Hitler’s Daughter: Jackie French I have never heard of Hitler’s Daughter by Jackie French before but now I feel like I lived her life because this book tells you so much about her life how she lived and more. This book evolves around Anna, Mark, Ben and Anna’s little sister Tracey. They meet each other every morning at the bus stop to wait for the bus. Tracey always wants to play “The Story Game” where each child takes a turn to tell a story on Anna’s turn she tells a story of Hitler’s make believe daughter Heidi. Hitler’s daughter is very entertaining, it has a great story line and it takes you to a place where you can imagine what would’ve been if Hitler did have a child.
From 1973 to 1978 she researched women and neurosis from that she was inspired and published her novel, Women at Point Zero, which was based on a female, who was on death row, that was in jail for murdering her husband. Later in 1980, she became more and more involved in women reforms. Her involvement with these reforms closed all doors for her in finding a job. Soon after she was imprisoned for her “crimes against the state”. She believed to be arrested because she started criticizing the policy’s that were being made.
“Going Rogue: An American Life” In the beginning of Sarah Palin’s book, “Going rogue,” she discusses many aspects of her early life. She starts the book off by presenting us with a scenario where she is wandering the state fair and see her daughters face on a “pro-life” poster that her daughter had posed for when she was a baby. “I love to write, but not about myself,” (pg. 409) Sarah on a book that is entirely about her and the life she lives before and after politics. She states how months before the presidential campaigning begin she gave birth to a special needs child and still managed to be a public figure who had her life together in the eyes of America.
Paul’s Case: A Study in Temperament Willa Cather Context Willa Cather, the oldest of seven children, was born on December 7, 1873. She lived in Virginia until age nine, when her family moved to Nebraska. The shift from the mountains of Virginia to the plains of Nebraska affected Cather strongly, as did the immigrant population she encountered in Red Cloud, the second Nebraska town in which her family lived. Cather attended the University of Nebraska, where she was a star student. Although she initially wanted to be a doctor, she soon decided to concentrate on the classics.
Chanel had a small singing career before she opened her first Paris hat shop in 1910. Coco dated a man named Arthur “Boy” Capel in the same year. “As you know men are like children, you know everything,” is one of her most famous love quotes. Even though her early life was a tragedy, her career brought more joy to her life. In Coco’s career, she astounded everyone with her fashion creations didn’t let the fame get to her head.
But it grieved my grandmother. In one sense, her work was invalidated as a stay-at-home wife and mother, while in another sense, it resonated with her discontent. Today, at this 50 year anniversary mark, of the book’s original publishing ,women still wrestle with issues that Friedan broached in her writings and in particular “ The Feminine Mystique”. The struggle, as I see it, is not necessarily outside situational influences, even though we have a way to go in improving that. The struggle lies inside individual women themselves; those still influenced by a societal mindset that hasn’t caught up with this movement.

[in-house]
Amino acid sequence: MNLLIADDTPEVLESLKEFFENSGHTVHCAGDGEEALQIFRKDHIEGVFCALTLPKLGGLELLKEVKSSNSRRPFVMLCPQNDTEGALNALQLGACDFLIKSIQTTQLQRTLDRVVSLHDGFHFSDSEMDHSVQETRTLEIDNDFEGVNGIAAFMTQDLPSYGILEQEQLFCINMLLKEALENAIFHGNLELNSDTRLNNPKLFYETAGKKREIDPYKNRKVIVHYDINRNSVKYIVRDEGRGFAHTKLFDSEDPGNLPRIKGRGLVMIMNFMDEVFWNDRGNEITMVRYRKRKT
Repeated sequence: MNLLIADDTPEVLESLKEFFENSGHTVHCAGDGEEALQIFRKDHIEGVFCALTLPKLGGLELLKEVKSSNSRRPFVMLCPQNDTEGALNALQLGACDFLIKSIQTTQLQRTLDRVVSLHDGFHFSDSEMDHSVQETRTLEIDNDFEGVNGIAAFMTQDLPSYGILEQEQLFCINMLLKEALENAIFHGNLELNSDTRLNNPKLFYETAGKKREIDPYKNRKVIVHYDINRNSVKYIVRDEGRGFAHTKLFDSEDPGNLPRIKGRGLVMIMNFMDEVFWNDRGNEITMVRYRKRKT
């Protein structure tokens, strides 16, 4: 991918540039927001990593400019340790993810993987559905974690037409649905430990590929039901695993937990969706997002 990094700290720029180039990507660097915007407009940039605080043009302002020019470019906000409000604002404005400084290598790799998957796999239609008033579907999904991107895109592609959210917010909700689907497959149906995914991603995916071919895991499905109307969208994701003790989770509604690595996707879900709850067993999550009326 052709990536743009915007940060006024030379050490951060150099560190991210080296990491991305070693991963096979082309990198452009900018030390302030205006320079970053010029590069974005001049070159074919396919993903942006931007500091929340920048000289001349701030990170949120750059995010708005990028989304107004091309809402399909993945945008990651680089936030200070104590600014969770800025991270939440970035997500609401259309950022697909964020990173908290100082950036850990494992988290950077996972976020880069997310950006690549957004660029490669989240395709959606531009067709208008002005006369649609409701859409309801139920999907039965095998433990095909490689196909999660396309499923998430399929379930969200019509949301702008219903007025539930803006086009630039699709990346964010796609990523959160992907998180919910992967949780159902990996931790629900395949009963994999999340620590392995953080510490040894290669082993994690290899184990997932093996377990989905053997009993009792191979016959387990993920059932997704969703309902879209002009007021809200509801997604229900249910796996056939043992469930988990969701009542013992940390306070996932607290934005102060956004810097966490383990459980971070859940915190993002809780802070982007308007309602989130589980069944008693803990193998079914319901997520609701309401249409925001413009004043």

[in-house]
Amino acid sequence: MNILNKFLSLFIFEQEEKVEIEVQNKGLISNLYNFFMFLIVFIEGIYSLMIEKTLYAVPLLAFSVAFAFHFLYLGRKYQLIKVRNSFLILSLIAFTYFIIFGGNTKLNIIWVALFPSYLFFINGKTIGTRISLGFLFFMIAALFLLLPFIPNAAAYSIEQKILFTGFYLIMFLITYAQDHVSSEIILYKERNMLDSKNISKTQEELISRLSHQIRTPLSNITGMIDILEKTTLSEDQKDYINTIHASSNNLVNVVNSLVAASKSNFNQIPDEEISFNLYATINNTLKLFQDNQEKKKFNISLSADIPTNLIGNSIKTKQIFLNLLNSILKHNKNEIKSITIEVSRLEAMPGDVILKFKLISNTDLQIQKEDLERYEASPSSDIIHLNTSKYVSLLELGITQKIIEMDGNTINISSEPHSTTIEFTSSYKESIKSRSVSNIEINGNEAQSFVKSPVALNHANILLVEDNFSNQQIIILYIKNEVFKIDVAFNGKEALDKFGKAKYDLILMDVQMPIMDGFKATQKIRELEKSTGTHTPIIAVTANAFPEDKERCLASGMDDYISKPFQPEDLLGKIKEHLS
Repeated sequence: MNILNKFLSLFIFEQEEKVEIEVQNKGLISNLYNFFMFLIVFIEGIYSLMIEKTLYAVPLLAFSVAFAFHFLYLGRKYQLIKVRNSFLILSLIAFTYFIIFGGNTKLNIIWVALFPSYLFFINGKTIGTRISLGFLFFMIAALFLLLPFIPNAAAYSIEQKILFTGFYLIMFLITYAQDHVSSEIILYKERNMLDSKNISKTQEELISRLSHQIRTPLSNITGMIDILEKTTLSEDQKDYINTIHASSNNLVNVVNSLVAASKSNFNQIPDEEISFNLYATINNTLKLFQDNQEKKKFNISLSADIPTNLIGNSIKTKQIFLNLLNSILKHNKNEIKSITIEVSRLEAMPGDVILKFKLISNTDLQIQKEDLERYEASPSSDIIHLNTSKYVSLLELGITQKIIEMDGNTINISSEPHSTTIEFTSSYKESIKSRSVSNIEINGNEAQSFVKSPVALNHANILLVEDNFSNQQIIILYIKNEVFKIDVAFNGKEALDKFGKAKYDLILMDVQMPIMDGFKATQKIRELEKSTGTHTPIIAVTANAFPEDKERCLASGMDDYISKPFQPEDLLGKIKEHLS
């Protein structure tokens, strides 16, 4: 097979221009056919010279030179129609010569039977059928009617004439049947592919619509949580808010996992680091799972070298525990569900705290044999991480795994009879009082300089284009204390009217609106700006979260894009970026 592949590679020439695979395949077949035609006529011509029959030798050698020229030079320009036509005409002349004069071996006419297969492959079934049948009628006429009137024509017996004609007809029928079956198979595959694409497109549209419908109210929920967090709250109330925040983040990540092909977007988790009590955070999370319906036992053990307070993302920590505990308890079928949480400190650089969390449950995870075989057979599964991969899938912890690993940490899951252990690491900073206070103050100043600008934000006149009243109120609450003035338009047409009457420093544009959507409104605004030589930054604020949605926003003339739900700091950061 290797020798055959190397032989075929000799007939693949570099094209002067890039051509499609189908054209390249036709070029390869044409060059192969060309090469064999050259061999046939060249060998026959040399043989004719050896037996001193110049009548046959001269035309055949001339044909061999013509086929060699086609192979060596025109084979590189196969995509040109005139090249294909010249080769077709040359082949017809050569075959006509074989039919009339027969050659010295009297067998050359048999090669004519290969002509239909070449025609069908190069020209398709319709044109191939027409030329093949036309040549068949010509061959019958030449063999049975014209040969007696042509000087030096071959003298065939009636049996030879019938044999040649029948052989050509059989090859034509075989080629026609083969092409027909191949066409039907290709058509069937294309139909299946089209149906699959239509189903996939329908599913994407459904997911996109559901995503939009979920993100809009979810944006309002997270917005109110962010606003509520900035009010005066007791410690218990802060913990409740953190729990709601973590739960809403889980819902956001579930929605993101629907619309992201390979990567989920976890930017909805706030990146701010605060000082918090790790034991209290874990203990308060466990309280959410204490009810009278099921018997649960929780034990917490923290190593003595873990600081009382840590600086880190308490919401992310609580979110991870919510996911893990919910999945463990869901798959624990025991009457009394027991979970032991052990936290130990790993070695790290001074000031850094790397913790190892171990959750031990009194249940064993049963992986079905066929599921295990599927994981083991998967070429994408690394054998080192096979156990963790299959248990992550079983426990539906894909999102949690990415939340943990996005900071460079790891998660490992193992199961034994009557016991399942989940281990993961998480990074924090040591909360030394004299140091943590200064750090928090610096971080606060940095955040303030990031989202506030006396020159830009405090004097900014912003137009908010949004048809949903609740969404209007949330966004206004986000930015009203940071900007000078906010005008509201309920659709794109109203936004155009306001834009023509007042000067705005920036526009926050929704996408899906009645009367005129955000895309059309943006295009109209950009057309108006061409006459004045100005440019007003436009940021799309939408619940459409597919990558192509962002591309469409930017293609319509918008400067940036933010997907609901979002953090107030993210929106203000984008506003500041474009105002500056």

Miss Holly Golightly, Travelling - A synopsis of an investigation of female representation in Breakfast at Tiffany’s By Tatjana Mastilo Supervisor: Camelia Elias English Department 1st MA Module: Specialized Topic Between Gazes: Feminist, Queer, and ‘Other’ Films Spring 2007 Roskilde University I noticed that the mailbox belonging to Apt 2 had a name-slot fitted with a curious card. Printed, rather Cartier-formal, it read: Miss Holiday Golightly; and underneath, in the corner, Travelling. It nagged me like a tune: Miss Holiday Golightly, Travelling. -Breakfast at Tiffany’s 1.0: Introduction This synopsis aims to investigate the main features of the female representation in a 1960s mainstream Hollywood film. For this purpose I have chosen to analyse ‘Breakfast at Tiffany’s (1961).
The Flapper Influence The era of the 1920s had a significant role in creating identity of the characters in the work of F. Scott Fitzgerald. Among various influences that his writing had, the flapper woman played a large part in shaping many female characters. The term “flapper” was used to describe young women at an awkward age, and an awkward age it was in the Roaring Twenties. Their appearance, behavior and the rebellion of their old fashioned mother's Victorian views affected the identity of many female characters in Fitzgerald's work. In The Great Gatsby, Nick describes Myrtle's sister, Catherine, the first time he sees her at the party in Chapter Two.
These two teachers form a love triangle with Miss Brodie, each loving her, while she loves only Mr Lloyd. However Miss Brodie never overtly acts on her love for Mr Lloyd, except once to exchange a kiss with him. Once the girls are promoted to the Senior School they hold on to their identity as the Brodie set. Miss Brodie keeps in touch with them after school hours by inviting them to her home as she did when they were her pupils. All the while, the headmistress Miss Mackay tries to break them up and compile information gleaned from them into sufficient cause to sack Brodie.
He knows that she is starving for true love and uses that to his advantage. Ultimately, Connie does not better her life by running away. She is only tricked into leaving with Arnold who only tells her what she wants to hear. Although we do not know exactly what occurs,